Katsumi: Well, since we're talking about banks, I have to ask: Was that Mitsubishi logo created in the Meiji era? I'm not an educated person, so I don't know who created it. It's pretty good. For a long time, shapes have been used many times, such as Takeda's four diamonds, but it is so clear, it is a combination of just three element shapes, and because it reminds us of a diamond, it was used in banks. It would not be strange for a trading company to use it, and it has dignity. The other thing is the Ministry of Communications' ‘〒’ mark, which I think could be included in theTop 100.
Kamekura: Yes, I think it's a masterpiece. Ministry of Communications ‘〒’ is the kana `te’, right? I asked Teru Takakura, a farmer activist, about this, and he said that Japanese people use too many difficult words, and that we should use simpler words that everyone can understand. With principles. In that sense, the Ministry of Communications' mark 〒 is a masterpiece. It can be read with 〒 and the shape is beautiful. It was around that time that postcards were created. It's fine if it's romantic, with calligraphy on the leaves. Leaves on trees are postcards, express delivery is quick, and parcels are small. They say this is a masterpiece. He was very complimentary, saying that Japanese officials had often thought so much about the name.
Katsumi: Back then, the term copywriter as we know it today didn't exist. However, it is still a copywriter-like. There must have been a person inside that plane. Even if it's not your specialty.
Kamekura: There was someone who was really great. That's why the Ministry of Communications is doing well, even in architecture. Isn't it the most cultural of all the government offices in Japan?
Katsumi: Although it is old-fashioned now, the building of the Central Post Office was the most modern in the early Showa period, and it is a masterpiece, blending European elements with the Japanese landscape. And when you think of the Ministry of Communications mark, it means the Ministry of Communications and the Ministry of Posts and Telecommunications. In terms of design, Japanese government offices are design conscious.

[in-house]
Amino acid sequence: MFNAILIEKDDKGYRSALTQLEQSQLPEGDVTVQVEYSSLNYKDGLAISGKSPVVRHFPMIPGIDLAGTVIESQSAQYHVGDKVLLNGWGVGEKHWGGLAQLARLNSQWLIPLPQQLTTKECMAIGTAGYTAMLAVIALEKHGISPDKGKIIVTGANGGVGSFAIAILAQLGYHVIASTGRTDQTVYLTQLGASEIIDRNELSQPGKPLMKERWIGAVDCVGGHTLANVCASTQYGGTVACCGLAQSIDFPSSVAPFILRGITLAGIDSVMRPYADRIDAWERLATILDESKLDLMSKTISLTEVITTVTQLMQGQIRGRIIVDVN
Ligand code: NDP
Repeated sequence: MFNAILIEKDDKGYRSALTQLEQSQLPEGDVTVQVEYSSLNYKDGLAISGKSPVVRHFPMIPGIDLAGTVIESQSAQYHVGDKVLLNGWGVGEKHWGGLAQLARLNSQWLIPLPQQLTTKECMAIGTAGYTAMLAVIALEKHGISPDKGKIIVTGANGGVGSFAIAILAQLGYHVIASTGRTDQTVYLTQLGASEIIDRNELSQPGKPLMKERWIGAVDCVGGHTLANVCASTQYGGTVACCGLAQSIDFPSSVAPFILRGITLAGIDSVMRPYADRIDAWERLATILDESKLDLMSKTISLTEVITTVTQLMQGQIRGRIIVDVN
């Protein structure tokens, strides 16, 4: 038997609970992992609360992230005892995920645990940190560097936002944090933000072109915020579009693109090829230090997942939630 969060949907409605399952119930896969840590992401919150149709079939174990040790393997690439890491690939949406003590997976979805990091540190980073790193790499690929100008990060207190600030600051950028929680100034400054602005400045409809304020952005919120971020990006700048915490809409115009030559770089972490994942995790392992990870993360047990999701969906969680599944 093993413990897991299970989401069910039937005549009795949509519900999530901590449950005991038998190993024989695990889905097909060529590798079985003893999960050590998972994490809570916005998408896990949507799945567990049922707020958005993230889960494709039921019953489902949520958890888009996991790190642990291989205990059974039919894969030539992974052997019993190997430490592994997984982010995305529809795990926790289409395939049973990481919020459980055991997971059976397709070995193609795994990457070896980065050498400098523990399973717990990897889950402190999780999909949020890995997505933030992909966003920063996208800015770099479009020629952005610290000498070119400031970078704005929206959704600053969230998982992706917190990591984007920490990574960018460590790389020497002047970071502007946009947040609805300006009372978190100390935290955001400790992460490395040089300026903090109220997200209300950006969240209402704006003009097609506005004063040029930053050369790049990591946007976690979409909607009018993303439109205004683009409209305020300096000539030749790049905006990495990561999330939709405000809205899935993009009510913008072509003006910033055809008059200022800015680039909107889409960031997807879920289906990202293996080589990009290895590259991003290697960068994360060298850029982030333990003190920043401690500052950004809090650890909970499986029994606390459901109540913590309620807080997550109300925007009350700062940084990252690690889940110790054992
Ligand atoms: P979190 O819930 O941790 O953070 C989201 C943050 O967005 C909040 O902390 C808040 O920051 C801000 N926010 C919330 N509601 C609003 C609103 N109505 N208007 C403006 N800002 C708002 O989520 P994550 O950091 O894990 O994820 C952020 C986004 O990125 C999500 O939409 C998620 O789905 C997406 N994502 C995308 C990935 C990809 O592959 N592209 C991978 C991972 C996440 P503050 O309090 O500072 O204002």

Kamekura: Even now, the post offices and telegraph and telephone offices of the Ministry of Posts and Telecommunications are all buildings with no waste, and I think they are masterpieces of government architecture. You can see why that the mark has appeared.
Katsumi: By the way, has it already been 10 years since the Meiji 100th anniversary? At that time, the government held a competition to design an official symbol for the commemorative project. We were the jury.
Kamekura: Ah, at that time, Mr. Ohashi's work was selected from among 35 works by Tadashi Ohashi, Takashi Kono, Ikko Tanaka, Shigeo Fukuda, and Makoto Wada.
Katsumi: Normally, most Japanese emblems show flowers from the front. Ohashi's mark appeared that way because he looked at the flower from the side. With that, you could say that Ohashi created an epoch in Japanese tradition. Then, if I were to list the events after the war, it would be Mr. Kamekura's Tokyo Olympics. It's not just Mr. Kamekura's masterpiece, but it's representative of Japan. Also, the next Sapporo Olympics is interesting in its own way, but it's a repeat of what Mr. Kamekura did. Rather I think Nagai’s Suruga Bank would be interesting...
Kamekura: I think the Suruga Bank mark is the most masterpiece of all the ones depicting Mt. Fuji. There's nothing we can do about Mt. Fuji's appearance. If that happens again, I won't be able to visit Mt. Fuji. (Laughs) I'm in trouble...
Katsumi: I'm sure Takashi Kono also participated in the Tokyo Olympics. There was also a trip to Mt. Fuji.
Kamekura: Ah, there it is. With the snow, it has a slightly old-fashioned feel.
Katsumi: Well, from the current perspective of Mr. Nagai's Suruga Bank, the modern view of the Mt. He's a nice person, so I wanted him to be nice. Recently, he was the one with the heart symbol, right?
Kamekura: If you look at it like this, it would be quite difficult to gather 100 people. It's tough, isn't it?
Katsumi: It would be great if we could recruit 100 people around the world, but I felt like it would be impossible to recruit 100 people domestically.
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About Logo Histories’ Extra Issue
Logo Histories' Extra Issue unlocks opinion and insights lost to time, buried within the pages of rare out-of-print design books and magazines. Through this series, you'll come to understand the challenges and opportunities corporate identity designers of the past faced to help you better understand design practice of the present. For Logo Histories, click here.